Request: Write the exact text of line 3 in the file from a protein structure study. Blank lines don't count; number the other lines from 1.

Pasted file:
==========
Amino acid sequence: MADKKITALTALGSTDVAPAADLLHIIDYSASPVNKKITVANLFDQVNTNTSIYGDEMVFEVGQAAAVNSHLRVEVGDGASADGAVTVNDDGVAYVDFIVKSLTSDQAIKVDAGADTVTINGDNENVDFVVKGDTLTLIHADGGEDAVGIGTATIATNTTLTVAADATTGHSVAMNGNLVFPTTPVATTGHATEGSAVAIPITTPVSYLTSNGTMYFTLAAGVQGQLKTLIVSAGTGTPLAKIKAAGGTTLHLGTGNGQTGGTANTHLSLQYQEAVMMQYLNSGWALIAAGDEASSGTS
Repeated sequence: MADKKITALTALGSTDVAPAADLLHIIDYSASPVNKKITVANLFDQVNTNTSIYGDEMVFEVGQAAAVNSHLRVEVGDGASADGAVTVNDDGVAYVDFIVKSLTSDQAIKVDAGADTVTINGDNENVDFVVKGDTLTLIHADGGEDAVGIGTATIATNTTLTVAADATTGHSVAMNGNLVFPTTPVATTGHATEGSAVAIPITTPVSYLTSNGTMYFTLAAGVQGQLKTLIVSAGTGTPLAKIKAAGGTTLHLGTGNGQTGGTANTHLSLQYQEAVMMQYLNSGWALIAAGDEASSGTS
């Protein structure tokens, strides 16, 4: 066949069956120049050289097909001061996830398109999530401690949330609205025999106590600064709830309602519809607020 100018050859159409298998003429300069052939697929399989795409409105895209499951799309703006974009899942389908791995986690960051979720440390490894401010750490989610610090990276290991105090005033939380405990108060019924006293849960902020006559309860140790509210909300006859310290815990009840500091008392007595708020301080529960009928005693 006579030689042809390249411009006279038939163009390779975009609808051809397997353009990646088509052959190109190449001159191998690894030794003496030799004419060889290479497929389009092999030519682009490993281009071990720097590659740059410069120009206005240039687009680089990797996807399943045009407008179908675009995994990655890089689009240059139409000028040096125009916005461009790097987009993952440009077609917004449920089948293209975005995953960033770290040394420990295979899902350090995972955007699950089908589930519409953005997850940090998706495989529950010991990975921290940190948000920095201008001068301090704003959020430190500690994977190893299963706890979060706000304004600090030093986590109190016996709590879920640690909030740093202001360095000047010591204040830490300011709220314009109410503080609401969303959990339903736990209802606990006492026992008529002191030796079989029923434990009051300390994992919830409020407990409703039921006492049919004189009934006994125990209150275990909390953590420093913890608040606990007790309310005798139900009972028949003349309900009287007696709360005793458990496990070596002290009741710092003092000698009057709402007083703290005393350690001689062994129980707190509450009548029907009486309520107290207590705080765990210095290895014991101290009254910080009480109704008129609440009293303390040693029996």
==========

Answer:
């Protein structure tokens, strides 16, 4: 066949069956120049050289097909001061996830398109999530401690949330609205025999106590600064709830309602519809607020 100018050859159409298998003429300069052939697929399989795409409105895209499951799309703006974009899942389908791995986690960051979720440390490894401010750490989610610090990276290991105090005033939380405990108060019924006293849960902020006559309860140790509210909300006859310290815990009840500091008392007595708020301080529960009928005693 006579030689042809390249411009006279038939163009390779975009609808051809397997353009990646088509052959190109190449001159191998690894030794003496030799004419060889290479497929389009092999030519682009490993281009071990720097590659740059410069120009206005240039687009680089990797996807399943045009407008179908675009995994990655890089689009240059139409000028040096125009916005461009790097987009993952440009077609917004449920089948293209975005995953960033770290040394420990295979899902350090995972955007699950089908589930519409953005997850940090998706495989529950010991990975921290940190948000920095201008001068301090704003959020430190500690994977190893299963706890979060706000304004600090030093986590109190016996709590879920640690909030740093202001360095000047010591204040830490300011709220314009109410503080609401969303959990339903736990209802606990006492026992008529002191030796079989029923434990009051300390994992919830409020407990409703039921006492049919004189009934006994125990209150275990909390953590420093913890608040606990007790309310005798139900009972028949003349309900009287007696709360005793458990496990070596002290009741710092003092000698009057709402007083703290005393350690001689062994129980707190509450009548029907009486309520107290207590705080765990210095290895014991101290009254910080009480109704008129609440009293303390040693029996």